Spectroscopy refers to a plethora of different techniques that employ radiation in order to obtain data on the structure and properties of matter, which is used for solving a wide variety of analytical problems. In short, spectroscopy deals with measuring and interpreting spectra that arise from the interaction of electromagnetic radiation (a form of energy propagated in the form of electromagnetic waves) with matter. It is concerned with the absorption, emission, or scattering of electromagnetic radiation by atoms or molecules. Since its inception in the second half of the 19th century, the technique has developed to include every region of electromagnetic spectrum and every attainable atomic or molecular process. Consequently, most engineers and scientists work directly or indirectly with spectroscopy at some point in their career.
- The learners should be able to apply the different spectroscopic methods to solve problems based on it, spectral data for explaining important organic reactions and functional transformations.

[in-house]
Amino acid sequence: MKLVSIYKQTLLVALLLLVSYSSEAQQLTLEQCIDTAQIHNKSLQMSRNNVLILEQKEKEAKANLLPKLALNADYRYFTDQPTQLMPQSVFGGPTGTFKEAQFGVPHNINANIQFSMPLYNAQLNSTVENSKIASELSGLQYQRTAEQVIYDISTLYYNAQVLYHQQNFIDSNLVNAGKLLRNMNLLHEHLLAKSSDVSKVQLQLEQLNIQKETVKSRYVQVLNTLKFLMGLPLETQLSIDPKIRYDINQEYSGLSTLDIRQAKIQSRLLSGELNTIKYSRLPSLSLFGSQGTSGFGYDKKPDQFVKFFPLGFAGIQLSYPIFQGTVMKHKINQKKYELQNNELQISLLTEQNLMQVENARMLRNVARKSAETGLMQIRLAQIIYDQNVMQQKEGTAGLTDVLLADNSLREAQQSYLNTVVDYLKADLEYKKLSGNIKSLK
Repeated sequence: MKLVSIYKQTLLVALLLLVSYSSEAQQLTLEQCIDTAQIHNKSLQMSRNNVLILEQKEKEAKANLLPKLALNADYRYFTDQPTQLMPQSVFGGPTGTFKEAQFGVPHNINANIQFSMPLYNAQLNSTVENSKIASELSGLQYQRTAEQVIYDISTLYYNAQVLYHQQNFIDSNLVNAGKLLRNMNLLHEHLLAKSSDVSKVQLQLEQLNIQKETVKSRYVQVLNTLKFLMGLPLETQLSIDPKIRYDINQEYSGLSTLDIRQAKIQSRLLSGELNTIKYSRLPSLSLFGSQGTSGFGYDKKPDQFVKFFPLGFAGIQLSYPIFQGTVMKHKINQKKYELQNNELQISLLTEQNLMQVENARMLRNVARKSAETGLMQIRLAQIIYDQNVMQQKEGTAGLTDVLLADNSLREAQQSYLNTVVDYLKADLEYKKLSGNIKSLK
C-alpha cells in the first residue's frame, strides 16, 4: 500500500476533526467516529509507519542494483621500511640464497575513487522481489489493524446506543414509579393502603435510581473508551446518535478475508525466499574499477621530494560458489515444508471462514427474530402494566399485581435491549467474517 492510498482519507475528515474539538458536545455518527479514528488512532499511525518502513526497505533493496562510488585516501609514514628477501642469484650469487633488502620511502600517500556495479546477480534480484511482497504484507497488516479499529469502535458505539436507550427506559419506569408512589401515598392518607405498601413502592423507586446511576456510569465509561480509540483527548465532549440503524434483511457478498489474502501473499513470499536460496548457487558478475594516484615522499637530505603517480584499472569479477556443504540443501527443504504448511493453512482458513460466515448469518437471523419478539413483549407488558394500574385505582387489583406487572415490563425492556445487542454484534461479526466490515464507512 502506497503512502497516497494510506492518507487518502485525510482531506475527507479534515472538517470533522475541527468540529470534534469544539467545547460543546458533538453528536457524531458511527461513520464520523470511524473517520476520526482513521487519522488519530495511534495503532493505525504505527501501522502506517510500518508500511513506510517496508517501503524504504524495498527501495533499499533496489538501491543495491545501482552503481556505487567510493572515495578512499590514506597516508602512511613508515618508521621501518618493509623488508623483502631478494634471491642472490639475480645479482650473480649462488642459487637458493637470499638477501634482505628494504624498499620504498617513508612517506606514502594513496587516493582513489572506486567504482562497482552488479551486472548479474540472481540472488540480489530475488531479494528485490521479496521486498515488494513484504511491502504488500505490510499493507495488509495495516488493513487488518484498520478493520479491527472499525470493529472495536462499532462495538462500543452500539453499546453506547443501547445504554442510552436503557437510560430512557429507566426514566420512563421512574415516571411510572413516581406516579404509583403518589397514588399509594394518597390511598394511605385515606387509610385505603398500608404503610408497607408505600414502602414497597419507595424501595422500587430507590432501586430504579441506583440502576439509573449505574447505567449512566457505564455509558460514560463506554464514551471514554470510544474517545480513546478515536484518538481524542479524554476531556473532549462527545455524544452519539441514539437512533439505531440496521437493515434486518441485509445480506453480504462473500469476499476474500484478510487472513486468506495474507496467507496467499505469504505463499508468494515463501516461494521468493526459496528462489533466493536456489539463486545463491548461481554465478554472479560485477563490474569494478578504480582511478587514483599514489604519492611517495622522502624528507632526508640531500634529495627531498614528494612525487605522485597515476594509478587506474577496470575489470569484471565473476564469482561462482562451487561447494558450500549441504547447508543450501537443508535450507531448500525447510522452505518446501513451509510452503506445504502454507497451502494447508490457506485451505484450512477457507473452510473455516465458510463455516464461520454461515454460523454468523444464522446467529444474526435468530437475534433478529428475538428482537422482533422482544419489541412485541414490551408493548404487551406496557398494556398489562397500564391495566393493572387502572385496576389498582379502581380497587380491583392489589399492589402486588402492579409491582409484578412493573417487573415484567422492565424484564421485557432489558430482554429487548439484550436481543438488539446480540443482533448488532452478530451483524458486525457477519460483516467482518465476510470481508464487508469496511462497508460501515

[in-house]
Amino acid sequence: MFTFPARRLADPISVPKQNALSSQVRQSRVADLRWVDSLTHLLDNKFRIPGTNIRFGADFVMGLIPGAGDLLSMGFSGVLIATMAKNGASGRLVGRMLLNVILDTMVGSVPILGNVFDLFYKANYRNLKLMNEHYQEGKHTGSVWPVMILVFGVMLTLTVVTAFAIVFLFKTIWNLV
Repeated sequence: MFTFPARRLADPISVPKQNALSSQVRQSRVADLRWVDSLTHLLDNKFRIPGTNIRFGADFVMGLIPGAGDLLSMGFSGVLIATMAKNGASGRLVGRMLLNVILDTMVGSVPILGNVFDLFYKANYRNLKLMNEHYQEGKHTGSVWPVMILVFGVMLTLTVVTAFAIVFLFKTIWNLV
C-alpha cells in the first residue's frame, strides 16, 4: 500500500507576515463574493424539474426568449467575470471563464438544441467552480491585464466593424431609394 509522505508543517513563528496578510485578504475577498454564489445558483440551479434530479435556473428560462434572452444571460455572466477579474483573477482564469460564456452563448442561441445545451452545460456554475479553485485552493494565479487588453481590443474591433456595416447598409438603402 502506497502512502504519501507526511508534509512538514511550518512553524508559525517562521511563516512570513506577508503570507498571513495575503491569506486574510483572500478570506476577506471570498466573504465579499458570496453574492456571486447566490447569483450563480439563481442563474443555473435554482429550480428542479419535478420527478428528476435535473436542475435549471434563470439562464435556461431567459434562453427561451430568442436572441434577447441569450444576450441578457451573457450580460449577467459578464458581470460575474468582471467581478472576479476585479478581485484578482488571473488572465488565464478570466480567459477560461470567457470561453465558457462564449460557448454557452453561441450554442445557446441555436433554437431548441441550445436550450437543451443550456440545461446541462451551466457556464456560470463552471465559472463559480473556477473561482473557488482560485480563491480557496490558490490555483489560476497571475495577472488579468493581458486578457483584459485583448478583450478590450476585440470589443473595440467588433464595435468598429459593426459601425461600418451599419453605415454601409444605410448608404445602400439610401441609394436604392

- To make students learn the basic theories, concepts and instrumentation of Ultraviolet-Visible and Chiro-optical Spectroscopy, Infrared Spectroscopy
- Structural elucidation of organic compounds by learned spectroscopic techniques.
After the completion of the course, students will be able to –
- Understand the importance of various spectroscopic techniques
- A better understanding on ultraviolet-visible and chiro-optical spectroscopy, infrared spectroscopy
- To learn about the structural elucidation using spectroscopic techniques
Introduction to UV Visible spectroscopy, Energy levels and selection rules,
Principle, Influence of substituent, ring size and strain on spectral characteristics.
Solvent effect, Stereochemical effect, non-conjugated interactions
Chiro-optical properties-ORD, CD, octant rule, axial haloketone rule, Cotton effect-applications
Woodward-Fieser and Fieser-Kuhn rules, problems on this section